• Removing soot and creosote that accumulate in the fireplace and chimney liner.
  • Ensuring chimney components like the cap and crown are in excellent condition.
  • Removing nesting material.
  • Waterproofing bricks.
  • Tuckpointing (replacing deteriorating mortar).

Most chimney damage issues are caused by the stack’s exposure to weather elements such as rain and snow.

If you remove the outer part of the chimney, you will have eliminated maintenance costs as you will not be using the fireplace.

Enables you to retain other chimney components

We recommend removing only half of your shared chimney as it will enable you to retain other components like the breast and fireplace.

The fireplace is a focal point in most homes in the United States. It gives your home a timeless look. So, removing the entire chimney will make your home less desirable.

Prevents structural issues

The chimney is an important part of a house’s structure. Removing the whole chimney will affect the home’s structure and require a professional.

Also, it will be costly because of the labor and equipment needed. On the other hand, partial chimney removal does not require a lot of work.

We recommend hiring a certified chimney sweep to ensure there are no problems during the removal process of half of your shared chimney.


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Cons of removing your half of a shared chimney stack

Partial chimney removal seems like a great idea, as discussed above. But it also has the following cons.

Changes your home’s look

Removing the stack changes your home’s look from the outside. Only remove the stack if you are comfortable with a new look.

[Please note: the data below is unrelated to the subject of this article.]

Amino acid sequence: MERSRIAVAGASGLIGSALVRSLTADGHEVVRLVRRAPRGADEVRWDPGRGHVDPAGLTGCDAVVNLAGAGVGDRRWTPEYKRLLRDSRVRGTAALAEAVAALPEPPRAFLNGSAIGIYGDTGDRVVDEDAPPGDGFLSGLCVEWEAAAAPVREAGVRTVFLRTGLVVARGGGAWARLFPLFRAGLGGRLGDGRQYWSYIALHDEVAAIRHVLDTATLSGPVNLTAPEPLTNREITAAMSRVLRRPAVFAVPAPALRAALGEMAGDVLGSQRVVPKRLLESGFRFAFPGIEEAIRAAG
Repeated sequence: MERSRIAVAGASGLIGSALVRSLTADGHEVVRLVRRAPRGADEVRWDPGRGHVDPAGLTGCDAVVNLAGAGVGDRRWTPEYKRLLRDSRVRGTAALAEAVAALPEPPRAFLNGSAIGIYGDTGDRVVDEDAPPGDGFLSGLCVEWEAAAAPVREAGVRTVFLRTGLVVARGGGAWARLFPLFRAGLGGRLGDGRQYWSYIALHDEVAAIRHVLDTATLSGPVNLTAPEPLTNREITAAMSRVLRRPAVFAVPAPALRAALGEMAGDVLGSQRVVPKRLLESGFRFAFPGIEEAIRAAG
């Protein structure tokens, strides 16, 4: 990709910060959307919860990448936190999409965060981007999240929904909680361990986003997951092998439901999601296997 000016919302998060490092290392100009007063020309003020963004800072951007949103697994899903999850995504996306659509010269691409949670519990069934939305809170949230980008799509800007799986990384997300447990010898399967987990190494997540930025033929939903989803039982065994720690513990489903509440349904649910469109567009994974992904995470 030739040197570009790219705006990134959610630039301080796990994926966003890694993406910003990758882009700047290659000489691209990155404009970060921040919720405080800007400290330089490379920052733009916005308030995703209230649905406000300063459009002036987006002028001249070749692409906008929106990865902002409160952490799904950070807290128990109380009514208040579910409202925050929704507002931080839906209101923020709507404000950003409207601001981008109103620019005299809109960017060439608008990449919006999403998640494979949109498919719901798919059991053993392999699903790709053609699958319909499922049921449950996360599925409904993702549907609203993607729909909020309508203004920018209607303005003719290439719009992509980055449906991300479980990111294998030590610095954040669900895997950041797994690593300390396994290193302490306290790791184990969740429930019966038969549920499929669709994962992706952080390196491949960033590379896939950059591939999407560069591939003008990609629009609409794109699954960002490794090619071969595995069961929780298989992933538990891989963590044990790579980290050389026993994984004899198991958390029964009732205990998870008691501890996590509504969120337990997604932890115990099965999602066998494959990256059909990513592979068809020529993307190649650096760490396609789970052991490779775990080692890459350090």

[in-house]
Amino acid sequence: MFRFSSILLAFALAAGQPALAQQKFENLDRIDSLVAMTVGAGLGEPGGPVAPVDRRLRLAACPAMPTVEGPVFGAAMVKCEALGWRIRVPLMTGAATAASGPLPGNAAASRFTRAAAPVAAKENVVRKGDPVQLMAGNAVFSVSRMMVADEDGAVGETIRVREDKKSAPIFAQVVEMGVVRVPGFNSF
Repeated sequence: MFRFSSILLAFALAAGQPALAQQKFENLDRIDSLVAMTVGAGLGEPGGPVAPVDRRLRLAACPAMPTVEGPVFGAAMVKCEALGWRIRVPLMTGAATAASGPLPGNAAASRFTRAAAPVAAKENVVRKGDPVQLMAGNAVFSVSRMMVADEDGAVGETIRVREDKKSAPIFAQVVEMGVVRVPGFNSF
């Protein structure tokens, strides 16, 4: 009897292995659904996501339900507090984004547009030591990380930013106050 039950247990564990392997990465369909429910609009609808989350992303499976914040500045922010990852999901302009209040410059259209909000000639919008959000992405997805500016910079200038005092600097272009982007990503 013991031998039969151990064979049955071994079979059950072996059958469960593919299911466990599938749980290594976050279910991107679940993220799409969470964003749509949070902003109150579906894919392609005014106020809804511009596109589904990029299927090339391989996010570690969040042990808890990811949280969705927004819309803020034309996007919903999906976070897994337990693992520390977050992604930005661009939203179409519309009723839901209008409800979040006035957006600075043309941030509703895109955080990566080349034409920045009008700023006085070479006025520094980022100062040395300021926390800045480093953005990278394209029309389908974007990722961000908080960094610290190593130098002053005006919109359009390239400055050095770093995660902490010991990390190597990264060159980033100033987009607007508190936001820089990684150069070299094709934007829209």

Can lead to water damage issues

When you remove the stack, you need to seal the hole left properly to prevent rainwater from entering your home.

Water leaks can cause mold growth, structural problems, and the staining of wall paint. Use a professional chimney sweep to prevent water leaks caused by improper removal of the stack.

Do you need a party wall agreement to remove shared chimney with a neighbor?

You need a party wall agreement to remove a shared chimney. This is because a chimney is a major structural component and making changes to it affects the structural integrity of houses or units.

But what is a party wall? It is a shared wall that connects two homes or units. If your chimney is built on a party wall, you must get your neighbor’s permission before removing half of the shared chimney.

The party wall act regulates the removal of sections of chimneys built on a party wall.

So, before starting the removal process, you are required by law to serve your neighbors with a written notice about your plan to remove half of your shared chimney.

You should do this about two months before the demolition begins. Keep in mind that removing your chimney breast can be a challenge.

This usually happens when you have lower and upper neighbors, and the removal of your chimney breast affects the functioning of their chimneys.

In these cases, you can do little if neighbors refuse to give you permission to remove the breast.

Does shared chimney stack removal devalue a house?

A shared chimney stack removal can greatly decrease the value of a house. A fireplace is a vital amenity in colder areas as it is one of the main heat sources.

So, if you want to sell a home without a chimney working chimney, you will get only a handful of interested buyers.

You will probably have to reduce the price to find a willing buyer. A National Association of Realtors study revealed that a working fireplace increases a home’s value by 12%.

Note that if you live in a warmer region. A chimney stack removal won’t affect the price as chimneys typically function as decorative features.


You must follow the right procedures before removing half of a shared chimney. If you get the permit to proceed with it, ensure you use a qualified chimney sweep to do the task. This way, the removal will be done properly, and there will be no structural issues.

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Thomas Green

Thomas has worked in the Chimney & Fireplace field for over 12 years. He is an expert in his trade and loves to help People with their needs. Thomas Write helpful articles so that homeowners can make the most informed decisions about their fireplace and chimney.